A month ago, I wrote the blog above. SIMP Nation found out that the Ok, Boomer girl had a boyfriend and they immediately came together to get her account suspended. Luckily, Twitter reversed that decision.
You may be confused...so let's get you caught up. Who is this Ok, Boomer girl you speak of?
The video above took Neekokul on a ROCKET SHIP to Internet fame. Her story is the American Dream, when it comes to the internet. I guess you could call it the Internet Dream.
SOURCE-Until the beginning of March, Neekolul was just another Twitch streamer. The 22-year-old, whose first name is Nicole and who declined to share her last name, told Kotaku she began streaming in 2017 while studying to be a STEM major, only for her Twitch progress to outpace her work on her degree.
“I saw these girls use the ‘OK, Boomer’ song in response to people who made rude comments about their colored hair,” she continued. “And I was like ‘Oh, with all the political stuff going on—and I just ordered Bernie shirts—why don’t I do that?’”
One simple video….you know what it's gotten Neekokul?
466k followers on Twitter:
105k on Twitch:
230k on Instagram:
“I think there was a perfect storm of things,” she said. “It was right before the Bernie-Biden debate, and people were voting at the time… But I think without really realizing it, I hit this sweet spot. I want to say the gaming community, but really just the internet likes [a mix of] cute but also cringe.”
She's not wrong, but she did forget to mention one thing. The internet likes hot girls. Or, should I say, it does not hurt to be hot on the internet. It does not hurt one bit.
If you want a smart version of what I said, here is the guy from Kotaku (the gaming version of Deadspin) who wrote about the Okay, Boomer girl like it was his college thesis:
The video is mesmerizing in a way that makes you feel a small amount of secondhand embarrassment. In it, Neekolul performs a hyper-feminine and cutesy series of dance movements, with the results bordering on cloying. It’s a subtle balancing act between irony and sincerity that TikTok’s most popular video makers have mastered. The video took that formula and applied it in a way that rallied many members of Sanders’ perpetually-online base, who were looking for a beacon of hope after other Democratic primary candidates formed a centrist Voltron and dealt Sanders’ campaign what ultimately ended up being a fatal blow. In Neekolul’s case, it probably didn’t hurt that her variation on the form managed to piss off a lot of boomers, if the replies to her video are any indication. Hate sharing can be a powerful thing. And in this case, it happened among older people who may well have been encountering this off-kilter, hyper-exaggerated cute-meets-cringe aesthetic for the first time. And so, in the calculatedly sultry wink of an eye, Neekolul became a meme: the defiant, bizarrely entrancing “OK, Boomer” girl.
If you want a full breakdown on Neekolul, you can press on the source link above. It's a 3000-word article on a Twitch streamer like she was an NBA player that battled through growing up in the worst neighborhood in America while also raising a kid sister because the parents were always working to pay for his AAU camps.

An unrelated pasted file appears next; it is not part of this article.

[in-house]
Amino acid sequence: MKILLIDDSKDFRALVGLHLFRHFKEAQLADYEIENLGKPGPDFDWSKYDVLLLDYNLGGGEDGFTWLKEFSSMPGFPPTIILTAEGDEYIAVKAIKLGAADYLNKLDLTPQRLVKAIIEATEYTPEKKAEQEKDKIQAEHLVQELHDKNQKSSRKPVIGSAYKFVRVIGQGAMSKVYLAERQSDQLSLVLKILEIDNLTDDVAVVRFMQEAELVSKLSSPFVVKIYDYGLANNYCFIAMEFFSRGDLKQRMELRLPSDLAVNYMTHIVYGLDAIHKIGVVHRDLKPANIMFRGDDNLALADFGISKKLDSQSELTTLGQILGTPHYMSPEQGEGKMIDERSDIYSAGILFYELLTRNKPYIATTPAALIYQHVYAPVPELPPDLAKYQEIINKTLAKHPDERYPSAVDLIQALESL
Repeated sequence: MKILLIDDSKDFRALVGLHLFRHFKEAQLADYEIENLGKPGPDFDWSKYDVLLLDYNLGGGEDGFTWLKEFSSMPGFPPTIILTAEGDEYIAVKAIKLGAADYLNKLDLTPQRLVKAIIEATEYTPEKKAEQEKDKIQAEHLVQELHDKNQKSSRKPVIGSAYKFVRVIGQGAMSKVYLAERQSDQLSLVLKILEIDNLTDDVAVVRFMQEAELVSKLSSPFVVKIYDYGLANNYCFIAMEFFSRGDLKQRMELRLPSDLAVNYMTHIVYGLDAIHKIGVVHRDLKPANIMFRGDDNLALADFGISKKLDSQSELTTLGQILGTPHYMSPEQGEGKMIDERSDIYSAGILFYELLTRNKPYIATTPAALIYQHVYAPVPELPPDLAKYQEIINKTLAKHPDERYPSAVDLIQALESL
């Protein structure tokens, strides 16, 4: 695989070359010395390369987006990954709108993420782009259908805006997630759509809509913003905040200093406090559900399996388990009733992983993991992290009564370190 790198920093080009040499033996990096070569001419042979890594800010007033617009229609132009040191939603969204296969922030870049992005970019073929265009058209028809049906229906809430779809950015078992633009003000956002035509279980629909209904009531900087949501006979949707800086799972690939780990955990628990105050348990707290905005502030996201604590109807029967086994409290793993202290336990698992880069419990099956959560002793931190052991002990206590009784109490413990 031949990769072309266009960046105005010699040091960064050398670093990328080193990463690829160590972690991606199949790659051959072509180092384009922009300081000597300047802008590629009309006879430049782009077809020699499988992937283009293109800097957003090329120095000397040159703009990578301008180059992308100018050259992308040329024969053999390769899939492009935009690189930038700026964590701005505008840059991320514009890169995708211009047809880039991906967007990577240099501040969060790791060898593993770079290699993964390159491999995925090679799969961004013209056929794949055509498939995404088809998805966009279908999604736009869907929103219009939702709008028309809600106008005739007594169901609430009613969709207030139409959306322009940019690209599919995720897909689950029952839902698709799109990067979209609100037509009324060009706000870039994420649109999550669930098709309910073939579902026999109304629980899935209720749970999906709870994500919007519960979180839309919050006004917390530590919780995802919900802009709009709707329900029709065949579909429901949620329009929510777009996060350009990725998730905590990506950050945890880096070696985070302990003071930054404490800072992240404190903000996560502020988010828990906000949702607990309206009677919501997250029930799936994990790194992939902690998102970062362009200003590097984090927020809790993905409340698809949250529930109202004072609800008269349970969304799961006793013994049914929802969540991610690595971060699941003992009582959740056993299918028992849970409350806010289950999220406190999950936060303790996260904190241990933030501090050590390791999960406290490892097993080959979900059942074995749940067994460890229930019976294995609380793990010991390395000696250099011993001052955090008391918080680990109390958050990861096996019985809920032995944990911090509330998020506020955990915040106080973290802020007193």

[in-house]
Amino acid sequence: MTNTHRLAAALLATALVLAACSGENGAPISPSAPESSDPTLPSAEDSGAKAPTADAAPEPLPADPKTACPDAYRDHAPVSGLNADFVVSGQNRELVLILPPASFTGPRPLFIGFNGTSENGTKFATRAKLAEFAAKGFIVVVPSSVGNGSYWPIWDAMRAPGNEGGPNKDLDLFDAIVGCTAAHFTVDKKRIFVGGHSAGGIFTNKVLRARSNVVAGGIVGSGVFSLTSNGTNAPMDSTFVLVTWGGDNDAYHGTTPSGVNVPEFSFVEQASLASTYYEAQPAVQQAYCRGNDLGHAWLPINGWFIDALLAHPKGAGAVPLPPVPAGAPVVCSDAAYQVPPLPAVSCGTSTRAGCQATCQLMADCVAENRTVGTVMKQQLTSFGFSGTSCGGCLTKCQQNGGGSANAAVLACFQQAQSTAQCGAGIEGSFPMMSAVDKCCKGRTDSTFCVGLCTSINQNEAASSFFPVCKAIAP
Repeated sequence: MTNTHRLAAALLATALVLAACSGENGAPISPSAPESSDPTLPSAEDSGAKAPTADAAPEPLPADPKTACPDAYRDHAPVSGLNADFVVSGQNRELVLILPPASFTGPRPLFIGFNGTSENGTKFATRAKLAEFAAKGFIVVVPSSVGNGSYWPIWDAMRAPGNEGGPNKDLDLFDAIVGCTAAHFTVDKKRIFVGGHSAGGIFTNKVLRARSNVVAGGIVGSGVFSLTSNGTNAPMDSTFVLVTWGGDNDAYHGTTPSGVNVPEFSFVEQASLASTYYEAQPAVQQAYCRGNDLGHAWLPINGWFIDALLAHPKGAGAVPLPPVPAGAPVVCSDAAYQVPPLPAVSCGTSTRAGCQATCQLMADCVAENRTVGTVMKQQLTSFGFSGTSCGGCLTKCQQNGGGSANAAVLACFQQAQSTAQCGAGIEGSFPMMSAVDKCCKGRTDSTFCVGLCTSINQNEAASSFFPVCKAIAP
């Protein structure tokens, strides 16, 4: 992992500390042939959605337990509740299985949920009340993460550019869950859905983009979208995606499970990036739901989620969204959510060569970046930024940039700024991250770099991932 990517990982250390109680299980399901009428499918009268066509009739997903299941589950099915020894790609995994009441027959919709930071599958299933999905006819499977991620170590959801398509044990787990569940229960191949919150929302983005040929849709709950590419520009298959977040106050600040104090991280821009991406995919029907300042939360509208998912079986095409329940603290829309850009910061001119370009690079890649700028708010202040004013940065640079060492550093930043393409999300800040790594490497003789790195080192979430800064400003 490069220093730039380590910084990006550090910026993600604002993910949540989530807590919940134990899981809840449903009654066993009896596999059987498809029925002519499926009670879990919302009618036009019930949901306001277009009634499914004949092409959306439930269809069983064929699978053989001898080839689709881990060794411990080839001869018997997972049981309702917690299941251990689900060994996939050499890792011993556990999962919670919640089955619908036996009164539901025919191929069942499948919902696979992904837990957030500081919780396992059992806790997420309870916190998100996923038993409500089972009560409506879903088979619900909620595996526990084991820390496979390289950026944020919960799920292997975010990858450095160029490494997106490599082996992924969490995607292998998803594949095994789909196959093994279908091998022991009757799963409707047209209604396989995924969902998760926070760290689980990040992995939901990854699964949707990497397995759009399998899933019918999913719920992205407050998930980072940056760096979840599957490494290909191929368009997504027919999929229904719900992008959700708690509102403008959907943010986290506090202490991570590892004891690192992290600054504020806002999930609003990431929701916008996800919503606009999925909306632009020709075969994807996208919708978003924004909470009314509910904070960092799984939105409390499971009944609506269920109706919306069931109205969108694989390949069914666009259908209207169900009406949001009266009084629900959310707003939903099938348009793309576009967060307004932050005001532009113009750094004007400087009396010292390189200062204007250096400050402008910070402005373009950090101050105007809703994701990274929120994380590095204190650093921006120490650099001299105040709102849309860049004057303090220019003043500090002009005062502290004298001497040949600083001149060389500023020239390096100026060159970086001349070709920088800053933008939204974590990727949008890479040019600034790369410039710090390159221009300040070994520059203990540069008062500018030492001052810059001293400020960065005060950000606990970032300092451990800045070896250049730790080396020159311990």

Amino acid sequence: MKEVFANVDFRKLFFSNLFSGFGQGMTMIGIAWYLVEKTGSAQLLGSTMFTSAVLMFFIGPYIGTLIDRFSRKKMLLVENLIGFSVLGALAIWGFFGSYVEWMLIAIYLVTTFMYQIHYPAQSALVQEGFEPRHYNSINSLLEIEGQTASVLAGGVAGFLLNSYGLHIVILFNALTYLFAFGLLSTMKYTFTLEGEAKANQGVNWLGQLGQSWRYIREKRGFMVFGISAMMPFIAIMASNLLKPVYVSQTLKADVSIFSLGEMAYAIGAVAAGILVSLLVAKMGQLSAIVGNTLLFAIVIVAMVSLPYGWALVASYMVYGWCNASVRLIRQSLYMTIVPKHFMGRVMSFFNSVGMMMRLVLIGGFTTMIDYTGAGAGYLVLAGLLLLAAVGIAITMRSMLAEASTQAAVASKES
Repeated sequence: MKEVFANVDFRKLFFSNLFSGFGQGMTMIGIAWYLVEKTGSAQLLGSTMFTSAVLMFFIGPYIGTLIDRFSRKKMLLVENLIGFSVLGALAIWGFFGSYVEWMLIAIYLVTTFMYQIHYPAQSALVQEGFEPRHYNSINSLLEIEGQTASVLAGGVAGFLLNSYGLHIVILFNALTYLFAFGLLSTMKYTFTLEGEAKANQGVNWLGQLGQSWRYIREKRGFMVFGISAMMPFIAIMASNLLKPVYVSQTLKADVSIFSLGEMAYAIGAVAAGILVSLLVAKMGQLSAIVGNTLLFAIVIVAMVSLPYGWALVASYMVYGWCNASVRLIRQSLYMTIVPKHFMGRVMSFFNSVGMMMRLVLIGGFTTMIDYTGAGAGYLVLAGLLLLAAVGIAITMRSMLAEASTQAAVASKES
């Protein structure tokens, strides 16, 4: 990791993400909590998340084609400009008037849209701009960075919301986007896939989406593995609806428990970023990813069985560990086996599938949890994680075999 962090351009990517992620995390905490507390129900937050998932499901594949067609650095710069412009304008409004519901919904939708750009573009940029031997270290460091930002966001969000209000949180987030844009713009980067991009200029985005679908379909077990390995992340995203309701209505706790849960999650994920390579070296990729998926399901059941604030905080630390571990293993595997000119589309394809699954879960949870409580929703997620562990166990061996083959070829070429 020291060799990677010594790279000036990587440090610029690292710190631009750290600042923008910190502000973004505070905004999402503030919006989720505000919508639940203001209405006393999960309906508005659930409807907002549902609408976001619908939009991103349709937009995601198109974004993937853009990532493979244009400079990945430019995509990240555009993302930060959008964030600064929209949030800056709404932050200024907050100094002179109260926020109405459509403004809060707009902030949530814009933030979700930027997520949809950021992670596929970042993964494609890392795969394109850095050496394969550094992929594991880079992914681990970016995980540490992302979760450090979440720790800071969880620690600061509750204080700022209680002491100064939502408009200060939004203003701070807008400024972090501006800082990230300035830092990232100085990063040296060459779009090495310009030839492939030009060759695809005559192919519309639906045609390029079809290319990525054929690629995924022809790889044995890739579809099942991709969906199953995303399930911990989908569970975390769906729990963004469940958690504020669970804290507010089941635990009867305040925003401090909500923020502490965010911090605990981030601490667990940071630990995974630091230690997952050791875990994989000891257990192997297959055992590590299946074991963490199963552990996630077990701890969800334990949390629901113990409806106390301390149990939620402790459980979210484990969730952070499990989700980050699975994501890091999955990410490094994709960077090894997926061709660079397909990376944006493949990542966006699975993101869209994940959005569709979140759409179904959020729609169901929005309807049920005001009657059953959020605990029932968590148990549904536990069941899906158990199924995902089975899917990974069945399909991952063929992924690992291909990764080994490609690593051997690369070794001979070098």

A lot of the article is about her political views. I'm sure you can guess them based on her Bernie shirt. We won't get into those.
“I feel like a lot of people come to my channel because they found me attractive, and I think that’s the main reason that drives them there,” she said. “I think the drive is the cuteness that I deliver, whatever physical attraction, and then people stayed because I was talkative and easy to hang out with.”
Neeko is smart. She appeals to the masses, specifically the SIMPs:
“Simping is actually kinda fun,” he told Kotaku in a Twitter DM, noting that he simps for Neekolul because she’s pretty and “seems like a nice person.” “It’s not really about trying to impress the girls you simp for. It’s just really fun to do. A joke between me and my followers is how big of a simp I am, so that’s why it’s in my bio.”
I sImP FoR NEeKo BEcAuSe SHe sEeMs lIkE a NIcE PErsoN.
The rest of the article gets into why society props up these Twitch streamer "e-girls." Something about society (specifically MEN) infantilizing women?
“It’s extremely irresponsible to blame women, especially younger women, for the ways men and society have infantilized them.”
I mean I've been in enough liberal arts classes to understand the point, but we may just be thinking too deeply about an attractive girl, who can keep an audience entertained on streams, going viral. People like hot people, video games, and being distracted away from their lousy life. You combine those three and you've got a viral superstar.
P.s. I will say, I was surprised to get to the end of the 3000 word article without hearing about Neeko's success being due to sexually frustrated young men. I was almost certain that was coming.